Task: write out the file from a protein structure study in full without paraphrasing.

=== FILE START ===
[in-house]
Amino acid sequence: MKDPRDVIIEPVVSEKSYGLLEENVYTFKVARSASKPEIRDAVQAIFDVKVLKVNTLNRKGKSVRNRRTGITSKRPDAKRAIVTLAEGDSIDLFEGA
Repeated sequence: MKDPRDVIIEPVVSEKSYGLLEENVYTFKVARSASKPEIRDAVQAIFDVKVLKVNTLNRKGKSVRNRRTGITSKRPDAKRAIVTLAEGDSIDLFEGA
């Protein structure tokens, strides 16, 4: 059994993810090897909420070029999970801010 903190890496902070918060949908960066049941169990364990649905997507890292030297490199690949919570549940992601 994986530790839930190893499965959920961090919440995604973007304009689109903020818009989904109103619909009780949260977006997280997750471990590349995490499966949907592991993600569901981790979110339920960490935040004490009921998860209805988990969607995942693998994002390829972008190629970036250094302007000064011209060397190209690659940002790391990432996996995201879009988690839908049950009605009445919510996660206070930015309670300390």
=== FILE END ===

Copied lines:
[in-house]
Amino acid sequence: MKDPRDVIIEPVVSEKSYGLLEENVYTFKVARSASKPEIRDAVQAIFDVKVLKVNTLNRKGKSVRNRRTGITSKRPDAKRAIVTLAEGDSIDLFEGA
Repeated sequence: MKDPRDVIIEPVVSEKSYGLLEENVYTFKVARSASKPEIRDAVQAIFDVKVLKVNTLNRKGKSVRNRRTGITSKRPDAKRAIVTLAEGDSIDLFEGA
């Protein structure tokens, strides 16, 4: 059994993810090897909420070029999970801010 903190890496902070918060949908960066049941169990364990649905997507890292030297490199690949919570549940992601 994986530790839930190893499965959920961090919440995604973007304009689109903020818009989904109103619909009780949260977006997280997750471990590349995490499966949907592991993600569901981790979110339920960490935040004490009921998860209805988990969607995942693998994002390829972008190629970036250094302007000064011209060397190209690659940002790391990432996996995201879009988690839908049950009605009445919510996660206070930015309670300390």